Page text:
Expert Witness Comment for the Week

On the stereo: Now That’s What I Call 90s Pop 

VERY useful collection, not only because exquisitely entertaining sequence of tunes, but because I can dump at least three CDs I was keeping for only one number (Will Smith, Christina Aguilera, Sheryl Crow).

 

PS: That posted, I have to say the sequence isn’t brilliant enough to make me like Boyz II Men and Ricky Martin and … well, I donno how often I will throw this on. But the contexting work is a keeper.

Tip About Buddah’s Hand

These “uses” seem eccentric to us, but the information about the fruit is valuable and yeah, the smell is wonderful. The price cited is way exaggerated by now — about $5 a pound is more like it. Ours goes out about a week after New Year’s and here’s a tip about making sure yours lasts until that time —

when you buy a Buddha’s Hand, make sure there is no hint of a black tip on any of the “fingers” — because that means it’s old and will not last more than a couple weeks before rotting. If we do it right, ours has black tips when we chuck it, but the perfume is still working.

 

R.I.P.: Sunny Murray

Every aspect of Albert Aylers’ Spiritual Unity (ESP) changed my listening life, but the biggest shift came from Sunny Murray’s drum work. I understood free jazz and I understood drum improvisation (I thought), but I still had incorrect notions about drums and time-keeping. Murray took nonstop equal-footing intermingling improvisation to a level I had never imagined. I suddenly realized drums could be melodic. That there could be intuitive mutual timekeeping. For some boneheaded reason I never picked up this obviously crucial disc.

Error corrected.

Oliver Sacks From Beyond the Grave

I’m so insanely behind in my reading that I don’t dare get this yet — but it is on the must list.

A book I ran across when all I had to do at night in Cambridge was drink or read was Sacks’s Awakenings and I didn’t put it down for a moment after I got home from work until I was finished and went back and re-read the most intense accounts. A report from a world I had only encountered in glimpses. Few years later he tripled down with The Man Who Mistook His Wife for a Hat and I was a fan for good. Search “Oliver Sacks” in this blog and you’ll see he comes up more than I might think.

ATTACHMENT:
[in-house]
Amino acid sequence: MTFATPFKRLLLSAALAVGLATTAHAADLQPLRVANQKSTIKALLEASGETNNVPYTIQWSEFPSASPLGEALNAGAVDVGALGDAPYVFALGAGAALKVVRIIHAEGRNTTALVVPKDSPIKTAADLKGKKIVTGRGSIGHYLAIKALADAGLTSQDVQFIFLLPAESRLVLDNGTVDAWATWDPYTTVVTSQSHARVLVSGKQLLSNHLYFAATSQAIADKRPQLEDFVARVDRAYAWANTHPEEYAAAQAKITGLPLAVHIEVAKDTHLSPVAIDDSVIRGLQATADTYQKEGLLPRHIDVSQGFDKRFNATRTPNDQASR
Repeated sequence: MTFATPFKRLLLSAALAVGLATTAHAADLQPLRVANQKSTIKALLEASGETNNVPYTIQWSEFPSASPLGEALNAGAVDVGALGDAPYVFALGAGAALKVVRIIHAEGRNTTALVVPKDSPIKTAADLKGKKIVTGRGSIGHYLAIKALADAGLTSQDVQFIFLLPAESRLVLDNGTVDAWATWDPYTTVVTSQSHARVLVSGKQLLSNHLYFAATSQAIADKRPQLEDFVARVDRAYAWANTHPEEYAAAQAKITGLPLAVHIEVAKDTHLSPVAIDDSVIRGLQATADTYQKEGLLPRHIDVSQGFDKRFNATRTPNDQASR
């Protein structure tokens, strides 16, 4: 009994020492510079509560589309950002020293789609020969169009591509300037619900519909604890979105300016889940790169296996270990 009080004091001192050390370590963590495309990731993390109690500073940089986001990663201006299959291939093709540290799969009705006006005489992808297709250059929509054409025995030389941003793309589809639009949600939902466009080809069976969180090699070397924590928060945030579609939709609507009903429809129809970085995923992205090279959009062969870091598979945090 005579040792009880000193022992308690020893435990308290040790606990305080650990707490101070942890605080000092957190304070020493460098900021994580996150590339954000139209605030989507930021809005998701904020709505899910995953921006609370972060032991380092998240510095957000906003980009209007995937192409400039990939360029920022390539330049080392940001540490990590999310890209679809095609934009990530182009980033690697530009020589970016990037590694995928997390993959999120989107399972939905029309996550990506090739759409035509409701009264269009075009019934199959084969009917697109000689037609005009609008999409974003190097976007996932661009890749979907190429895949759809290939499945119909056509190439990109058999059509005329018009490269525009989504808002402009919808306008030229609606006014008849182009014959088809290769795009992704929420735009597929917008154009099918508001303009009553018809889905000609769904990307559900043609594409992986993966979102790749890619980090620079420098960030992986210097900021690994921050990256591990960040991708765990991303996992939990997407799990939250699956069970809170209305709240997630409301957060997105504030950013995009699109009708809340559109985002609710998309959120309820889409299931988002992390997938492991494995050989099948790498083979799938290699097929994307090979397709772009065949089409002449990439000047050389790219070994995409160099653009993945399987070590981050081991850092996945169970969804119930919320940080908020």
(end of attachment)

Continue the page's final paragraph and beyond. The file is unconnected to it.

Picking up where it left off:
Trio of Praises

I’ve done only one (very casual) Best of 2017 Albums list, so I’m not the least surprised that I just now ran across a couple of releases I should have added to it …

 

Bob Dylan, Triplicate (Columbia) (that’s what he gets for releasing vinyl-only so it could get lost behind a passel of Thelonious Monk albums I brought up for a marathon obit-tribute)

Kendrick Lamar, Damn (Alternative/Innerscope). Crap, I put a selection from this on my Best of the First Half of 2017 mixdisc, but this got switched to a different pile for some unknown reason. Anyway, terrific.

This morning I re-listened to the soundtrack of Linklater’s Boyhood for the first time in a very long while and again marveled at his skill for picking and sequencing songs, in particular making me love tracks (in context) from groups I don’t like at all (The Flaming Lips, for instance).

Good Albums That Were Not Good Enough To Make My NPR Jazz Poll

For serious New Orleans fans:  Kermit Ruffins/Irvin Mayfield, A Beautiful World (Basin Street). Nothing groundbreaking, but seems like half the performers in town are on it.

Clever Concept of the year: Brian McCarthy Nonet, The Better Angels of Our Nature (Truth Revolution Recording Collective). Improvised versions of McCarthy originals like “Shiloh,” and numbers like “The Battle Hymn of the Old Republic.” Best tracks – blues and spirituals.

Leading double disc with a superior single disc inside: Blue Note All-Stars, Our Point of View (guess). Biggest problem is that a fully solid group personality never quite develops.

Brazilian Vocal of the year:  Sazbrina Malheiros, Clareia (Faroul). Not jazz, I suppose, but with elements and makes vintage styles seem fully contemporary.

Vocal Album runner-up. Eliane Elias, Dance of Time (Concord). Jazz, I insist, with plain Brazilian elements.

Local Jazz album of the year: Mark Zaleski Band, Days, Months, Years (self-released). I especially enjoy the ease and enjoyment of the one-time rock/soul fandom that crops up on occasion.